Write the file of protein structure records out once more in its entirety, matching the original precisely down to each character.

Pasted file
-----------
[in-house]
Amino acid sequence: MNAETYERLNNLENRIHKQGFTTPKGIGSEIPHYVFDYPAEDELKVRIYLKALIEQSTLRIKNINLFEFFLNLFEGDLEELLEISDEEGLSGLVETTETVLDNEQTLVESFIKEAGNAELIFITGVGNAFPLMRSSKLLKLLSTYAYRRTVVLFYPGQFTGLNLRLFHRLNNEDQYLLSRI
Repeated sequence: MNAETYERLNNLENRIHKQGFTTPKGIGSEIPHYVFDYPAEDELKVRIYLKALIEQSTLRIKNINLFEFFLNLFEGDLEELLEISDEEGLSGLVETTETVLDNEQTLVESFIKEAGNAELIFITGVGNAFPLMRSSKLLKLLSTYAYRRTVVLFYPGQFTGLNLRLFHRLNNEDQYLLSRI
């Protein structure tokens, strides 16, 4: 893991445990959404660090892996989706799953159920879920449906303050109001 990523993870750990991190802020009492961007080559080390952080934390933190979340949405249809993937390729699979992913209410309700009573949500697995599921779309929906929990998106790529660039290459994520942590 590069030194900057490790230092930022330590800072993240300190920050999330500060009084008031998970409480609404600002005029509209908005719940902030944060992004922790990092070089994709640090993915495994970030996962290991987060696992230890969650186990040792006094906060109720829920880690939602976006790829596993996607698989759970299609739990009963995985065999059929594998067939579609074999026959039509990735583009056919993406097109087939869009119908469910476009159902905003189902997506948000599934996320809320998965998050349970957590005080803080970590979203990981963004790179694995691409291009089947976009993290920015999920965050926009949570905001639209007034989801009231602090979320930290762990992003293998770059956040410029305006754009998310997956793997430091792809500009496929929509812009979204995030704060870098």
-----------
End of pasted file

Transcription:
[in-house]
Amino acid sequence: MNAETYERLNNLENRIHKQGFTTPKGIGSEIPHYVFDYPAEDELKVRIYLKALIEQSTLRIKNINLFEFFLNLFEGDLEELLEISDEEGLSGLVETTETVLDNEQTLVESFIKEAGNAELIFITGVGNAFPLMRSSKLLKLLSTYAYRRTVVLFYPGQFTGLNLRLFHRLNNEDQYLLSRI
Repeated sequence: MNAETYERLNNLENRIHKQGFTTPKGIGSEIPHYVFDYPAEDELKVRIYLKALIEQSTLRIKNINLFEFFLNLFEGDLEELLEISDEEGLSGLVETTETVLDNEQTLVESFIKEAGNAELIFITGVGNAFPLMRSSKLLKLLSTYAYRRTVVLFYPGQFTGLNLRLFHRLNNEDQYLLSRI
């Protein structure tokens, strides 16, 4: 893991445990959404660090892996989706799953159920879920449906303050109001 990523993870750990991190802020009492961007080559080390952080934390933190979340949405249809993937390729699979992913209410309700009573949500697995599921779309929906929990998106790529660039290459994520942590 590069030194900057490790230092930022330590800072993240300190920050999330500060009084008031998970409480609404600002005029509209908005719940902030944060992004922790990092070089994709640090993915495994970030996962290991987060696992230890969650186990040792006094906060109720829920880690939602976006790829596993996607698989759970299609739990009963995985065999059929594998067939579609074999026959039509990735583009056919993406097109087939869009119908469910476009159902905003189902997506948000599934996320809320998965998050349970957590005080803080970590979203990981963004790179694995691409291009089947976009993290920015999920965050926009949570905001639209007034989801009231602090979320930290762990992003293998770059956040410029305006754009998310997956793997430091792809500009496929929509812009979204995030704060870098």